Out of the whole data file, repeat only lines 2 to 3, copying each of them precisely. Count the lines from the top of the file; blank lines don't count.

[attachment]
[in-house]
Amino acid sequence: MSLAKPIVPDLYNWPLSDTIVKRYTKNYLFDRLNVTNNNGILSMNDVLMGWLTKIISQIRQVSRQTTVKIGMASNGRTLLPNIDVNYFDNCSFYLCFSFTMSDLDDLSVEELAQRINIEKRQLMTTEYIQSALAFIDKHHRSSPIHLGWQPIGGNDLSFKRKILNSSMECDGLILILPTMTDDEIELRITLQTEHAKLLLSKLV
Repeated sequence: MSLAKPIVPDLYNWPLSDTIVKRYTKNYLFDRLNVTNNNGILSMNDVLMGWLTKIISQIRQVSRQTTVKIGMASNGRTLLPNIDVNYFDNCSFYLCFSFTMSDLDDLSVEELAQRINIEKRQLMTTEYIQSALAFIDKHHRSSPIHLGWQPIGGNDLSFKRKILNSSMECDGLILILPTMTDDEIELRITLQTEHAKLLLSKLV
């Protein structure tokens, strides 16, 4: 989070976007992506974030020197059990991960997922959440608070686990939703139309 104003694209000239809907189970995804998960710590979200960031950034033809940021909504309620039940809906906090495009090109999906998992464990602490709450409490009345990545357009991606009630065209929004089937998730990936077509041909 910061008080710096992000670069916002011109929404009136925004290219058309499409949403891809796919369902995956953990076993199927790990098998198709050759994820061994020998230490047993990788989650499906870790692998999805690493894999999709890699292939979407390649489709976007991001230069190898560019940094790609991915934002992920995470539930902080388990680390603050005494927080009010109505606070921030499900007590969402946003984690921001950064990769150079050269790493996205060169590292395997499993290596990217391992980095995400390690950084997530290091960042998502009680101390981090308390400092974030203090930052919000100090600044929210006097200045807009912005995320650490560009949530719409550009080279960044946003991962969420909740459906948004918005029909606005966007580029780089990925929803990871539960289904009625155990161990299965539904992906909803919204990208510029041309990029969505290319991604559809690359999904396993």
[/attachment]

Amino acid sequence: MSLAKPIVPDLYNWPLSDTIVKRYTKNYLFDRLNVTNNNGILSMNDVLMGWLTKIISQIRQVSRQTTVKIGMASNGRTLLPNIDVNYFDNCSFYLCFSFTMSDLDDLSVEELAQRINIEKRQLMTTEYIQSALAFIDKHHRSSPIHLGWQPIGGNDLSFKRKILNSSMECDGLILILPTMTDDEIELRITLQTEHAKLLLSKLV
Repeated sequence: MSLAKPIVPDLYNWPLSDTIVKRYTKNYLFDRLNVTNNNGILSMNDVLMGWLTKIISQIRQVSRQTTVKIGMASNGRTLLPNIDVNYFDNCSFYLCFSFTMSDLDDLSVEELAQRINIEKRQLMTTEYIQSALAFIDKHHRSSPIHLGWQPIGGNDLSFKRKILNSSMECDGLILILPTMTDDEIELRITLQTEHAKLLLSKLV